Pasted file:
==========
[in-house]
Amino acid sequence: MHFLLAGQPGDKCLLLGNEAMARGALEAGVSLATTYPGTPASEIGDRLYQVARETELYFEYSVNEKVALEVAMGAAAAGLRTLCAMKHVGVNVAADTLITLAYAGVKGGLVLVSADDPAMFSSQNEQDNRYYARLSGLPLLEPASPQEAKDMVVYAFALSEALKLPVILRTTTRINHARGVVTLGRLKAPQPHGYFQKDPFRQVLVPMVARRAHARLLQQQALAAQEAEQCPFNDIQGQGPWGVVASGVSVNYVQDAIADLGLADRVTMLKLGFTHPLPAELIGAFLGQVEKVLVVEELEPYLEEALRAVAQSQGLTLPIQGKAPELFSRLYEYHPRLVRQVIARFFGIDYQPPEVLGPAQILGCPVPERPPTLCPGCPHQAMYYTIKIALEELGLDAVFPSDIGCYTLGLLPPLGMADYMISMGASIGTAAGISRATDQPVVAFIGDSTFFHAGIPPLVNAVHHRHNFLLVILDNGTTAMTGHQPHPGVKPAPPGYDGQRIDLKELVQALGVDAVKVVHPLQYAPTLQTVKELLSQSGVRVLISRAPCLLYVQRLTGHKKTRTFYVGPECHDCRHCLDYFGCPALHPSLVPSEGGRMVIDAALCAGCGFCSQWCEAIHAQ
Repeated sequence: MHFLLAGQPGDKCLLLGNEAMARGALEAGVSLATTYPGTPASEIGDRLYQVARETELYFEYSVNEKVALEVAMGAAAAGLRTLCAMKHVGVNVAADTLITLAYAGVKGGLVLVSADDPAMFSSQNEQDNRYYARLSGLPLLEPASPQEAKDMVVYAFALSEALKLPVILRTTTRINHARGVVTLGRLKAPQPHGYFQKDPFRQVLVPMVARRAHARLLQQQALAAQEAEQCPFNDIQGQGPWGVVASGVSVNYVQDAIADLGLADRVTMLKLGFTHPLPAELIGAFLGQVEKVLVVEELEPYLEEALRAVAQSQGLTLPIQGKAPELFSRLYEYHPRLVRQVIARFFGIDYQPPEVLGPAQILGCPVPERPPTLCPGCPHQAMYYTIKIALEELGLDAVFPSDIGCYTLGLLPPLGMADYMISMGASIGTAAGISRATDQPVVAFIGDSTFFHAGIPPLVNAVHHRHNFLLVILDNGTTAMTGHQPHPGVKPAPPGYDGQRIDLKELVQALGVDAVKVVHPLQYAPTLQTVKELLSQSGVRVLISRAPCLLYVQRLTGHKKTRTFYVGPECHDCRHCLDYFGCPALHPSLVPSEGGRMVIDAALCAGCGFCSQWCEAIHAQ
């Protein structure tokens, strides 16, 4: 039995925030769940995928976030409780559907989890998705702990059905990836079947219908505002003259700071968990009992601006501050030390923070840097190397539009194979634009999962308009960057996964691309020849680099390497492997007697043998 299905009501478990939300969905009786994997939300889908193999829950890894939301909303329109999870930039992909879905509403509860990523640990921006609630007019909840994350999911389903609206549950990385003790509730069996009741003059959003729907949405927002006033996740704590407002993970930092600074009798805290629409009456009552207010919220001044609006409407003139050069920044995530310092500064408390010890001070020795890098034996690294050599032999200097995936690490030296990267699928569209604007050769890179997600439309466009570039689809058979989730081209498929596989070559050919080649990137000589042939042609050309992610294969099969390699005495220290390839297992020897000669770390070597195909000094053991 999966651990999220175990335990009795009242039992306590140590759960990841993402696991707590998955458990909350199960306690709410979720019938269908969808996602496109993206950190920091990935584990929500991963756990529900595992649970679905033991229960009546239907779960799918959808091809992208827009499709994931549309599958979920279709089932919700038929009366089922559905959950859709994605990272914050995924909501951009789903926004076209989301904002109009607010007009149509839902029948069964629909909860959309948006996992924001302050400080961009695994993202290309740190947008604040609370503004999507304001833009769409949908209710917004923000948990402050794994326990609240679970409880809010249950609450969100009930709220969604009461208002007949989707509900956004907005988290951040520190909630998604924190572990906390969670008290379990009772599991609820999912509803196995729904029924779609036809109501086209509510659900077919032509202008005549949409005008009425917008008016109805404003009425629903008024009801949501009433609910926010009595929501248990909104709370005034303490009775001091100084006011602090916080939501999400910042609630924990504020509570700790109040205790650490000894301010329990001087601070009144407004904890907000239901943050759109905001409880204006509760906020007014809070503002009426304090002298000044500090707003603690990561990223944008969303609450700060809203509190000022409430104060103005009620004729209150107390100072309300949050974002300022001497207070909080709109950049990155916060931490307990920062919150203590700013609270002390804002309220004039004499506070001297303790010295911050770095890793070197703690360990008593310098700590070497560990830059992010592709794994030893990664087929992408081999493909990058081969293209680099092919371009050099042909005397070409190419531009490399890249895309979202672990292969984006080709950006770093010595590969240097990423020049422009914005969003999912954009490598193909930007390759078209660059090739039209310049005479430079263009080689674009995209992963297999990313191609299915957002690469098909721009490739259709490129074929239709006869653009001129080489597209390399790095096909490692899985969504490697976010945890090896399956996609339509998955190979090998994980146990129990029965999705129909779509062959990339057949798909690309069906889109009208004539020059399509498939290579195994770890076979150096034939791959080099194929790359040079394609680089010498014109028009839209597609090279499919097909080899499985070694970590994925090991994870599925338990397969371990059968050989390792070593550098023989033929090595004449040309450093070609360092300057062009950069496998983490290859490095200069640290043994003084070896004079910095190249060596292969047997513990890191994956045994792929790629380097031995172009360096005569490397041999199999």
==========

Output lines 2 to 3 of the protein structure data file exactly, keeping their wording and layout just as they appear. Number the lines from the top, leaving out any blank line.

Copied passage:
Amino acid sequence: MHFLLAGQPGDKCLLLGNEAMARGALEAGVSLATTYPGTPASEIGDRLYQVARETELYFEYSVNEKVALEVAMGAAAAGLRTLCAMKHVGVNVAADTLITLAYAGVKGGLVLVSADDPAMFSSQNEQDNRYYARLSGLPLLEPASPQEAKDMVVYAFALSEALKLPVILRTTTRINHARGVVTLGRLKAPQPHGYFQKDPFRQVLVPMVARRAHARLLQQQALAAQEAEQCPFNDIQGQGPWGVVASGVSVNYVQDAIADLGLADRVTMLKLGFTHPLPAELIGAFLGQVEKVLVVEELEPYLEEALRAVAQSQGLTLPIQGKAPELFSRLYEYHPRLVRQVIARFFGIDYQPPEVLGPAQILGCPVPERPPTLCPGCPHQAMYYTIKIALEELGLDAVFPSDIGCYTLGLLPPLGMADYMISMGASIGTAAGISRATDQPVVAFIGDSTFFHAGIPPLVNAVHHRHNFLLVILDNGTTAMTGHQPHPGVKPAPPGYDGQRIDLKELVQALGVDAVKVVHPLQYAPTLQTVKELLSQSGVRVLISRAPCLLYVQRLTGHKKTRTFYVGPECHDCRHCLDYFGCPALHPSLVPSEGGRMVIDAALCAGCGFCSQWCEAIHAQ
Repeated sequence: MHFLLAGQPGDKCLLLGNEAMARGALEAGVSLATTYPGTPASEIGDRLYQVARETELYFEYSVNEKVALEVAMGAAAAGLRTLCAMKHVGVNVAADTLITLAYAGVKGGLVLVSADDPAMFSSQNEQDNRYYARLSGLPLLEPASPQEAKDMVVYAFALSEALKLPVILRTTTRINHARGVVTLGRLKAPQPHGYFQKDPFRQVLVPMVARRAHARLLQQQALAAQEAEQCPFNDIQGQGPWGVVASGVSVNYVQDAIADLGLADRVTMLKLGFTHPLPAELIGAFLGQVEKVLVVEELEPYLEEALRAVAQSQGLTLPIQGKAPELFSRLYEYHPRLVRQVIARFFGIDYQPPEVLGPAQILGCPVPERPPTLCPGCPHQAMYYTIKIALEELGLDAVFPSDIGCYTLGLLPPLGMADYMISMGASIGTAAGISRATDQPVVAFIGDSTFFHAGIPPLVNAVHHRHNFLLVILDNGTTAMTGHQPHPGVKPAPPGYDGQRIDLKELVQALGVDAVKVVHPLQYAPTLQTVKELLSQSGVRVLISRAPCLLYVQRLTGHKKTRTFYVGPECHDCRHCLDYFGCPALHPSLVPSEGGRMVIDAALCAGCGFCSQWCEAIHAQ